2 ex-UNC athletes sue school, NCAA over academic failures
DURHAM, N.C. (AP) Two former University of North Carolina athletes have filed a lawsuit against the school and the NCAA, saying neither has done enough to ensure athletes receive a quality education.
The lawsuit names former women's basketball player Rashanda McCants and former football player Devon Ramsay as plaintiffs but seeks class-action status. Filed Thursday afternoon in Durham County court, it's the second lawsuit to emerge in the wake of UNC's long-running academic fraud scandal that heavily involved athletes.
The first was filed by ex-football player Michael McAdoo in November in U.S. District Court against the school. This one, however, expands the scope beyond the Chapel Hill campus to include the governing body for major college sports.
One of the attorneys handling the case is Michael Hausfeld, who represented former UCLA men's basketball standout Ed O'Bannon in last year's antitrust case against the NCAA. In that case, a federal judge ruled the NCAA couldn't stop players from selling the rights to their names and likenesses instead of limiting their compensation to scholarships or the cost of attending school.
Robert F. Orr, a former North Carolina Supreme Court Justice who has become an advocate of NCAA reform, is also part of the plaintiffs' legal team.
''It's about a lot more than Chapel Hill,'' Orr said shortly after filing the 100-page lawsuit. ''It's about the system.''
UNC spokesman Rick White said in an email the school has no comment because it has yet to see the complaint. NCAA chief legal officer Donald Remy said the same in a statement.
The lawsuit seeks unspecified damages as well as the creation of an independent commission to review and report on academic integrity, while accusing the NCAA of acting ''carelessly and negligently'' in its oversight role when it should have been ensuring academic integrity at member schools.
''Instead, the NCAA sat idly by, permitting big-time college sports programs to operate as diploma mills that compromise educational opportunities and the future job prospects of student-athletes for the sake of wins and revenues,'' the lawsuit states.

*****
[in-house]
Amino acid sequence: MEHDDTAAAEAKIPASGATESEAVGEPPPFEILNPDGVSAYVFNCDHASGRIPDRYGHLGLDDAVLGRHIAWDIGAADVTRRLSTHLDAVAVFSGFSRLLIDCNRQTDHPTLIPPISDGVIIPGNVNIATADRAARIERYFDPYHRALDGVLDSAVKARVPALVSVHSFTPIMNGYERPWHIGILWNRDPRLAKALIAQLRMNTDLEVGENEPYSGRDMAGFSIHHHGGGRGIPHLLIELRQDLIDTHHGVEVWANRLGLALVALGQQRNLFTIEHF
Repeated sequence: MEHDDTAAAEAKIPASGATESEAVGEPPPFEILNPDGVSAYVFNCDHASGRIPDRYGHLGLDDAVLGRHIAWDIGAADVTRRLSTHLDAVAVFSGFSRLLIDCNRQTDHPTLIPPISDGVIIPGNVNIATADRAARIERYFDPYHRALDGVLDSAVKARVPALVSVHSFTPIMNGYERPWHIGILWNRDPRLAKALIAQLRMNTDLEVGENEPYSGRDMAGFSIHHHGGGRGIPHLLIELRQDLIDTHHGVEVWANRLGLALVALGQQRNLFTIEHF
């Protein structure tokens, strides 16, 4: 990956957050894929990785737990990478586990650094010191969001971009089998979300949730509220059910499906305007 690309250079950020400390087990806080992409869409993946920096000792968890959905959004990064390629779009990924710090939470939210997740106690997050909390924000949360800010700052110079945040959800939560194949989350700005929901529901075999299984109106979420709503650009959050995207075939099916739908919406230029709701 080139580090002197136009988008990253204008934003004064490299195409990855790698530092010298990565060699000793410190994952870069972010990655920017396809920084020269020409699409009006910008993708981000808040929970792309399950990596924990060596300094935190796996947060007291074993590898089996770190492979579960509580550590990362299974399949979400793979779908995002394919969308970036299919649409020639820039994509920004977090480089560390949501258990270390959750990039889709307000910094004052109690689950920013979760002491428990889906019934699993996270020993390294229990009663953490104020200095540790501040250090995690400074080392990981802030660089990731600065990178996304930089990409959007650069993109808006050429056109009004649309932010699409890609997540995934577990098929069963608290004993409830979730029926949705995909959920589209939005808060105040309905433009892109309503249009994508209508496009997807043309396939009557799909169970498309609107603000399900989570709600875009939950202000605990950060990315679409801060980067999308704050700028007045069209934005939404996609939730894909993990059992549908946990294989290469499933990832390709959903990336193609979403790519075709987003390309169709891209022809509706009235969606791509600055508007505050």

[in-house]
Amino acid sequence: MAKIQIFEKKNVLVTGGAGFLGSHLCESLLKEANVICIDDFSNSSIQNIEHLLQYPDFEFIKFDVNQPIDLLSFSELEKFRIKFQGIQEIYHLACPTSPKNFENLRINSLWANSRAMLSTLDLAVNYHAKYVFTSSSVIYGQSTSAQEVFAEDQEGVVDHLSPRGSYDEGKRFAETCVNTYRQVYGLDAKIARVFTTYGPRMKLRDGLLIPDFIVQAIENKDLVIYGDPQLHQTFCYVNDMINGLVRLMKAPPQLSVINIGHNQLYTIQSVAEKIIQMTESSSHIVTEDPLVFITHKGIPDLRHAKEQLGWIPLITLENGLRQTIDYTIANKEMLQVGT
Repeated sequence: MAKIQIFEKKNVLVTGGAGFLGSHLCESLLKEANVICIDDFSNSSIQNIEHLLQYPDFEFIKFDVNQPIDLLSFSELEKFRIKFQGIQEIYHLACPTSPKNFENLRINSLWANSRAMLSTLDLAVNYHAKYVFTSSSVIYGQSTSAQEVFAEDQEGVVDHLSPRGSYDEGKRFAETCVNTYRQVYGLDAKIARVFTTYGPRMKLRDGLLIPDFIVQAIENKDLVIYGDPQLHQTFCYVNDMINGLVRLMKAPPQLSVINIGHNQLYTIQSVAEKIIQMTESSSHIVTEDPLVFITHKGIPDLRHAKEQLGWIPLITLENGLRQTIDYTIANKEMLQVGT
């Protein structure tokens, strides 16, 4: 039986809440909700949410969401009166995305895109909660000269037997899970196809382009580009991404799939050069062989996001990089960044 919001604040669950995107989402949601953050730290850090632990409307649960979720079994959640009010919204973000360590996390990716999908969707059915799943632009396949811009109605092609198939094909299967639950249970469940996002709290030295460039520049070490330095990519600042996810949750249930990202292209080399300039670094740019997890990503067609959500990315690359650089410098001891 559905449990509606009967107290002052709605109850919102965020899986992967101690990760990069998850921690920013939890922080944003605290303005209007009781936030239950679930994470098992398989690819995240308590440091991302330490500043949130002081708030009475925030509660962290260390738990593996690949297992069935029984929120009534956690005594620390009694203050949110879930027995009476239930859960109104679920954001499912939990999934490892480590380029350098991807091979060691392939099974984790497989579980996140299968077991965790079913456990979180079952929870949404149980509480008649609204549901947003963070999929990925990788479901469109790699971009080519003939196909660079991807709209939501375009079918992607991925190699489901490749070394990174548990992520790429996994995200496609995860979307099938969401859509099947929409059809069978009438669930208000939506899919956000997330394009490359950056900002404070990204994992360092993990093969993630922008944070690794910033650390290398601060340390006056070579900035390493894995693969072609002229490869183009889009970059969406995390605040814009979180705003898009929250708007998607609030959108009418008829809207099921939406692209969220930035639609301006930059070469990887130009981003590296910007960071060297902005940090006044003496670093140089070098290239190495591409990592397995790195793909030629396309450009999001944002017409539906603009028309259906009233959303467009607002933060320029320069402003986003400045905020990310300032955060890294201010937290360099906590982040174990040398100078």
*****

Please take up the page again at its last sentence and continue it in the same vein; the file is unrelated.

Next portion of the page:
The focus is no-show classes in UNC's formerly named African and Afro-American Studies (AFAM) department, classes which were often treated as independent studies that required no class time and one or two research papers. An investigation conducted by former U.S. Justice Department official Kenneth Wainstein reported that an office administrator - not a faculty member - typically handed out assignments then high grades after only a scan of the work, regardless of the quality.
Wainstein's October report found the fraud ran from 1993 to 2011 and affected more than 3,100 students, roughly half being athletes. It also outlined how academic counselors enrolled athletes in those classes and how poor oversight allowed the fraud to run unchecked for so long.
Thursday's complaint includes a roughly 12-page list of ''academically unsound'' courses, including 21 outside of Wainstein's time range and reaching as early as fall 1989.
The NCAA has reopened its investigation into academic misconduct at the school. UNC also faces questions from its accreditation agency.
McCants played from 2005-09 and was member of two Final Four teams before playing professionally in the WNBA and overseas. She is the sister of ex-UNC men's basketball player Rashad McCants, who told ESPN last summer about taking some of the AFAM ''paper classes'' and that tutors wrote research papers for him.
Ramsay was at UNC from 2007-12, an injury-plagued career that included losing most of the 2010 season to a later-overturned NCAA charge of academic misconduct.
According to the complaint, Rashanda McCants took two of the problem AFAM courses before graduating with a degree in communications and media productions. Ramsay took one before graduating with a degree in public policy.
Orr said the class of potential plaintiffs is currently athletes who played football and men's or women's basketball, though it could expand to non-revenue sports.
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